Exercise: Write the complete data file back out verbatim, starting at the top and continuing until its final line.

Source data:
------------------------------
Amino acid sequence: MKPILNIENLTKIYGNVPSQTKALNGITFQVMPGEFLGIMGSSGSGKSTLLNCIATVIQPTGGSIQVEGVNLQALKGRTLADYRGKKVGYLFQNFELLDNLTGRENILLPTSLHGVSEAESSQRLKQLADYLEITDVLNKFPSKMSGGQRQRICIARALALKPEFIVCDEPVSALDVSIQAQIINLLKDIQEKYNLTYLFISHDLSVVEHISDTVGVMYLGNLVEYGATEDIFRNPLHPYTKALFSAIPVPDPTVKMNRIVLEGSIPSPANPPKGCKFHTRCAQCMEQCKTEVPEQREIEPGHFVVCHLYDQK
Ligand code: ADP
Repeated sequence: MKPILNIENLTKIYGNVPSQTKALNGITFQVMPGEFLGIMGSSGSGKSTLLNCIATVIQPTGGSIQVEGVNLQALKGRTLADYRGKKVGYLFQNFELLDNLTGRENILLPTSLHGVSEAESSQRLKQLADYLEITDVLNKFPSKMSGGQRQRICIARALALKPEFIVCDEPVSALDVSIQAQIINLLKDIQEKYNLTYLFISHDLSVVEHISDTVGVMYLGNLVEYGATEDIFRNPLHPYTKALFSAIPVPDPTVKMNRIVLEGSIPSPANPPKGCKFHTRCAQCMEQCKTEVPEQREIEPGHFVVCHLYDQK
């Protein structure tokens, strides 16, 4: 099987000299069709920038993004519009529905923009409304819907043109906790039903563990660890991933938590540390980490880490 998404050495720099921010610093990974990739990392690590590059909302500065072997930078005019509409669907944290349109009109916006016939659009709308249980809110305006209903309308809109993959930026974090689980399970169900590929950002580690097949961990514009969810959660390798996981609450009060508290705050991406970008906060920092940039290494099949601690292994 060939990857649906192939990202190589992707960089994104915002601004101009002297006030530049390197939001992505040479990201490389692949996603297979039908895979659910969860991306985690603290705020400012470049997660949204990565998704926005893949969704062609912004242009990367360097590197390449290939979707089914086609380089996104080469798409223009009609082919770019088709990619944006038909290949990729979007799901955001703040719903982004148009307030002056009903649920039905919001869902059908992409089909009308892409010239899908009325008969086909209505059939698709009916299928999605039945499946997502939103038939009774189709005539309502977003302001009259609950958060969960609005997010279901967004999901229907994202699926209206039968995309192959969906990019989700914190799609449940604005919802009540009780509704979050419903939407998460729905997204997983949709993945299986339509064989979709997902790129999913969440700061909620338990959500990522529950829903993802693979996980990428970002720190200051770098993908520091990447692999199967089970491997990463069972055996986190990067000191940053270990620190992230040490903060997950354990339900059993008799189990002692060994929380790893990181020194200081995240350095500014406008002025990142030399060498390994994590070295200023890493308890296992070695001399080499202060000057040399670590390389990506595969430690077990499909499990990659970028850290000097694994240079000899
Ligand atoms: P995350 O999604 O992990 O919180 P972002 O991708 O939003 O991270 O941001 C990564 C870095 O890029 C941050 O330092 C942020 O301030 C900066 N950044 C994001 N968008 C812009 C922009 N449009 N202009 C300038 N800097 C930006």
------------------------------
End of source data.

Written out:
Amino acid sequence: MKPILNIENLTKIYGNVPSQTKALNGITFQVMPGEFLGIMGSSGSGKSTLLNCIATVIQPTGGSIQVEGVNLQALKGRTLADYRGKKVGYLFQNFELLDNLTGRENILLPTSLHGVSEAESSQRLKQLADYLEITDVLNKFPSKMSGGQRQRICIARALALKPEFIVCDEPVSALDVSIQAQIINLLKDIQEKYNLTYLFISHDLSVVEHISDTVGVMYLGNLVEYGATEDIFRNPLHPYTKALFSAIPVPDPTVKMNRIVLEGSIPSPANPPKGCKFHTRCAQCMEQCKTEVPEQREIEPGHFVVCHLYDQK
Ligand code: ADP
Repeated sequence: MKPILNIENLTKIYGNVPSQTKALNGITFQVMPGEFLGIMGSSGSGKSTLLNCIATVIQPTGGSIQVEGVNLQALKGRTLADYRGKKVGYLFQNFELLDNLTGRENILLPTSLHGVSEAESSQRLKQLADYLEITDVLNKFPSKMSGGQRQRICIARALALKPEFIVCDEPVSALDVSIQAQIINLLKDIQEKYNLTYLFISHDLSVVEHISDTVGVMYLGNLVEYGATEDIFRNPLHPYTKALFSAIPVPDPTVKMNRIVLEGSIPSPANPPKGCKFHTRCAQCMEQCKTEVPEQREIEPGHFVVCHLYDQK
């Protein structure tokens, strides 16, 4: 099987000299069709920038993004519009529905923009409304819907043109906790039903563990660890991933938590540390980490880490 998404050495720099921010610093990974990739990392690590590059909302500065072997930078005019509409669907944290349109009109916006016939659009709308249980809110305006209903309308809109993959930026974090689980399970169900590929950002580690097949961990514009969810959660390798996981609450009060508290705050991406970008906060920092940039290494099949601690292994 060939990857649906192939990202190589992707960089994104915002601004101009002297006030530049390197939001992505040479990201490389692949996603297979039908895979659910969860991306985690603290705020400012470049997660949204990565998704926005893949969704062609912004242009990367360097590197390449290939979707089914086609380089996104080469798409223009009609082919770019088709990619944006038909290949990729979007799901955001703040719903982004148009307030002056009903649920039905919001869902059908992409089909009308892409010239899908009325008969086909209505059939698709009916299928999605039945499946997502939103038939009774189709005539309502977003302001009259609950958060969960609005997010279901967004999901229907994202699926209206039968995309192959969906990019989700914190799609449940604005919802009540009780509704979050419903939407998460729905997204997983949709993945299986339509064989979709997902790129999913969440700061909620338990959500990522529950829903993802693979996980990428970002720190200051770098993908520091990447692999199967089970491997990463069972055996986190990067000191940053270990620190992230040490903060997950354990339900059993008799189990002692060994929380790893990181020194200081995240350095500014406008002025990142030399060498390994994590070295200023890493308890296992070695001399080499202060000057040399670590390389990506595969430690077990499909499990990659970028850290000097694994240079000899
Ligand atoms: P995350 O999604 O992990 O919180 P972002 O991708 O939003 O991270 O941001 C990564 C870095 O890029 C941050 O330092 C942020 O301030 C900066 N950044 C994001 N968008 C812009 C922009 N449009 N202009 C300038 N800097 C930006």